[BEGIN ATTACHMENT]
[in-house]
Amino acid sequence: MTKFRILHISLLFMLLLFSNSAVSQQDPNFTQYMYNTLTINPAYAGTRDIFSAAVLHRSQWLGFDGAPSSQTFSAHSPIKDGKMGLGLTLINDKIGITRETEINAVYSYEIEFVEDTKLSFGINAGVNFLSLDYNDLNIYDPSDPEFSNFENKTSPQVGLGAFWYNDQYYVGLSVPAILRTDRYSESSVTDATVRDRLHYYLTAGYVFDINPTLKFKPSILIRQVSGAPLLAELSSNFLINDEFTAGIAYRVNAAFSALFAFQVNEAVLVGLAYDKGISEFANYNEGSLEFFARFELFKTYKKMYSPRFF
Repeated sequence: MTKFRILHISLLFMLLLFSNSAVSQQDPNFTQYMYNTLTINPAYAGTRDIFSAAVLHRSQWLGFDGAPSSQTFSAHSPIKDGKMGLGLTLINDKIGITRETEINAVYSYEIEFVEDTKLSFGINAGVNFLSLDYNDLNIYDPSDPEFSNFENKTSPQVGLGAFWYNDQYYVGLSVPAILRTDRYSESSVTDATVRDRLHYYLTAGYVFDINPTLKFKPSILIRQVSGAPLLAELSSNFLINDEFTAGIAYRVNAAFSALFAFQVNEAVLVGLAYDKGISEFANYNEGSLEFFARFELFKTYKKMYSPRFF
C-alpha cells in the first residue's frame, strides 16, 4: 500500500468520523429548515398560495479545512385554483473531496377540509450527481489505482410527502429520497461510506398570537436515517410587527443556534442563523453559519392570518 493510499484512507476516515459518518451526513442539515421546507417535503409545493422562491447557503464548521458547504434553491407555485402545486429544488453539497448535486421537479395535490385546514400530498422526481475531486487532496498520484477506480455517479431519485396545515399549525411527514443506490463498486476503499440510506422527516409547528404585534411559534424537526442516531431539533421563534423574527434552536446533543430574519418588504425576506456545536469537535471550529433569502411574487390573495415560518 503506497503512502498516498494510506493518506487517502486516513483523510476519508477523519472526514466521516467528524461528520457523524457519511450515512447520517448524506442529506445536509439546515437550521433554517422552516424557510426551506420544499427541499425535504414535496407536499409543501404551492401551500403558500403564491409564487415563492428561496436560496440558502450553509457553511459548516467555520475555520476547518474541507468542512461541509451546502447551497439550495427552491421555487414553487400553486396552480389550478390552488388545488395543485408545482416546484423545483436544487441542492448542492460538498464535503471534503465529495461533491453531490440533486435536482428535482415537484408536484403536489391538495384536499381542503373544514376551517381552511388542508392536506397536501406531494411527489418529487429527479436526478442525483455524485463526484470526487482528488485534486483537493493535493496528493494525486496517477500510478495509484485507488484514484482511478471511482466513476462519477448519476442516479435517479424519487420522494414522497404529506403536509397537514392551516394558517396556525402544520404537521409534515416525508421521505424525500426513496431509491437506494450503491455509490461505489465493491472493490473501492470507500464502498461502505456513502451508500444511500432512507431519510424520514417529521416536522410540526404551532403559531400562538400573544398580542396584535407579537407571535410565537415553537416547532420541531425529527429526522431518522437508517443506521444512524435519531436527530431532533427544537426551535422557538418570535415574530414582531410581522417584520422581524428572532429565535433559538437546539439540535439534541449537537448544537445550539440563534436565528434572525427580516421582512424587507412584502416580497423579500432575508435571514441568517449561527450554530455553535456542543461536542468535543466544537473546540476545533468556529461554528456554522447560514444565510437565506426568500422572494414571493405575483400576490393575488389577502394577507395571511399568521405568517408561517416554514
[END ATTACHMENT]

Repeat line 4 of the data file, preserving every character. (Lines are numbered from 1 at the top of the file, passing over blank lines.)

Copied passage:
C-alpha cells in the first residue's frame, strides 16, 4: 500500500468520523429548515398560495479545512385554483473531496377540509450527481489505482410527502429520497461510506398570537436515517410587527443556534442563523453559519392570518 493510499484512507476516515459518518451526513442539515421546507417535503409545493422562491447557503464548521458547504434553491407555485402545486429544488453539497448535486421537479395535490385546514400530498422526481475531486487532496498520484477506480455517479431519485396545515399549525411527514443506490463498486476503499440510506422527516409547528404585534411559534424537526442516531431539533421563534423574527434552536446533543430574519418588504425576506456545536469537535471550529433569502411574487390573495415560518 503506497503512502498516498494510506493518506487517502486516513483523510476519508477523519472526514466521516467528524461528520457523524457519511450515512447520517448524506442529506445536509439546515437550521433554517422552516424557510426551506420544499427541499425535504414535496407536499409543501404551492401551500403558500403564491409564487415563492428561496436560496440558502450553509457553511459548516467555520475555520476547518474541507468542512461541509451546502447551497439550495427552491421555487414553487400553486396552480389550478390552488388545488395543485408545482416546484423545483436544487441542492448542492460538498464535503471534503465529495461533491453531490440533486435536482428535482415537484408536484403536489391538495384536499381542503373544514376551517381552511388542508392536506397536501406531494411527489418529487429527479436526478442525483455524485463526484470526487482528488485534486483537493493535493496528493494525486496517477500510478495509484485507488484514484482511478471511482466513476462519477448519476442516479435517479424519487420522494414522497404529506403536509397537514392551516394558517396556525402544520404537521409534515416525508421521505424525500426513496431509491437506494450503491455509490461505489465493491472493490473501492470507500464502498461502505456513502451508500444511500432512507431519510424520514417529521416536522410540526404551532403559531400562538400573544398580542396584535407579537407571535410565537415553537416547532420541531425529527429526522431518522437508517443506521444512524435519531436527530431532533427544537426551535422557538418570535415574530414582531410581522417584520422581524428572532429565535433559538437546539439540535439534541449537537448544537445550539440563534436565528434572525427580516421582512424587507412584502416580497423579500432575508435571514441568517449561527450554530455553535456542543461536542468535543466544537473546540476545533468556529461554528456554522447560514444565510437565506426568500422572494414571493405575483400576490393575488389577502394577507395571511399568521405568517408561517416554514